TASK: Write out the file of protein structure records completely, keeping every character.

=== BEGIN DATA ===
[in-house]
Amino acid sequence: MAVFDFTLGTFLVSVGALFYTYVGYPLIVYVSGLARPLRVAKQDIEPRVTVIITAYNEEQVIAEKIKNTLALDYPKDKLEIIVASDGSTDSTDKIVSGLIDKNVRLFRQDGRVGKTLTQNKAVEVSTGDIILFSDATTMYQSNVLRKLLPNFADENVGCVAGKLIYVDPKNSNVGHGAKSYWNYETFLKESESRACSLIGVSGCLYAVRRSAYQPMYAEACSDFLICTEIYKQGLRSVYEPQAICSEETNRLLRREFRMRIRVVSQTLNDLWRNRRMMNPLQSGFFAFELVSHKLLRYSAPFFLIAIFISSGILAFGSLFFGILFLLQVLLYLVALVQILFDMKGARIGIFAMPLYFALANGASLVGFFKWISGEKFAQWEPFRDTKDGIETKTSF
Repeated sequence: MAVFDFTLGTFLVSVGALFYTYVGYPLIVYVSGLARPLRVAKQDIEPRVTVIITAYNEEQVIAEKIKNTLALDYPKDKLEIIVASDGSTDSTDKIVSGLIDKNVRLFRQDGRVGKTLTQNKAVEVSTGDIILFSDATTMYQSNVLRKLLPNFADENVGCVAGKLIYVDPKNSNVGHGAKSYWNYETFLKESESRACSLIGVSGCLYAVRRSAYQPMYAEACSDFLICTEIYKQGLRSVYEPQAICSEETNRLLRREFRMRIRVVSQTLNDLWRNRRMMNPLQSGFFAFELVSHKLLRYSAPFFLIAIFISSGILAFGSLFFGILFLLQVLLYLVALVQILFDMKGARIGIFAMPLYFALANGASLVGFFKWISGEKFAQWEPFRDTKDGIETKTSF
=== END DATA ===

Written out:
[in-house]
Amino acid sequence: MAVFDFTLGTFLVSVGALFYTYVGYPLIVYVSGLARPLRVAKQDIEPRVTVIITAYNEEQVIAEKIKNTLALDYPKDKLEIIVASDGSTDSTDKIVSGLIDKNVRLFRQDGRVGKTLTQNKAVEVSTGDIILFSDATTMYQSNVLRKLLPNFADENVGCVAGKLIYVDPKNSNVGHGAKSYWNYETFLKESESRACSLIGVSGCLYAVRRSAYQPMYAEACSDFLICTEIYKQGLRSVYEPQAICSEETNRLLRREFRMRIRVVSQTLNDLWRNRRMMNPLQSGFFAFELVSHKLLRYSAPFFLIAIFISSGILAFGSLFFGILFLLQVLLYLVALVQILFDMKGARIGIFAMPLYFALANGASLVGFFKWISGEKFAQWEPFRDTKDGIETKTSF
Repeated sequence: MAVFDFTLGTFLVSVGALFYTYVGYPLIVYVSGLARPLRVAKQDIEPRVTVIITAYNEEQVIAEKIKNTLALDYPKDKLEIIVASDGSTDSTDKIVSGLIDKNVRLFRQDGRVGKTLTQNKAVEVSTGDIILFSDATTMYQSNVLRKLLPNFADENVGCVAGKLIYVDPKNSNVGHGAKSYWNYETFLKESESRACSLIGVSGCLYAVRRSAYQPMYAEACSDFLICTEIYKQGLRSVYEPQAICSEETNRLLRREFRMRIRVVSQTLNDLWRNRRMMNPLQSGFFAFELVSHKLLRYSAPFFLIAIFISSGILAFGSLFFGILFLLQVLLYLVALVQILFDMKGARIGIFAMPLYFALANGASLVGFFKWISGEKFAQWEPFRDTKDGIETKTSF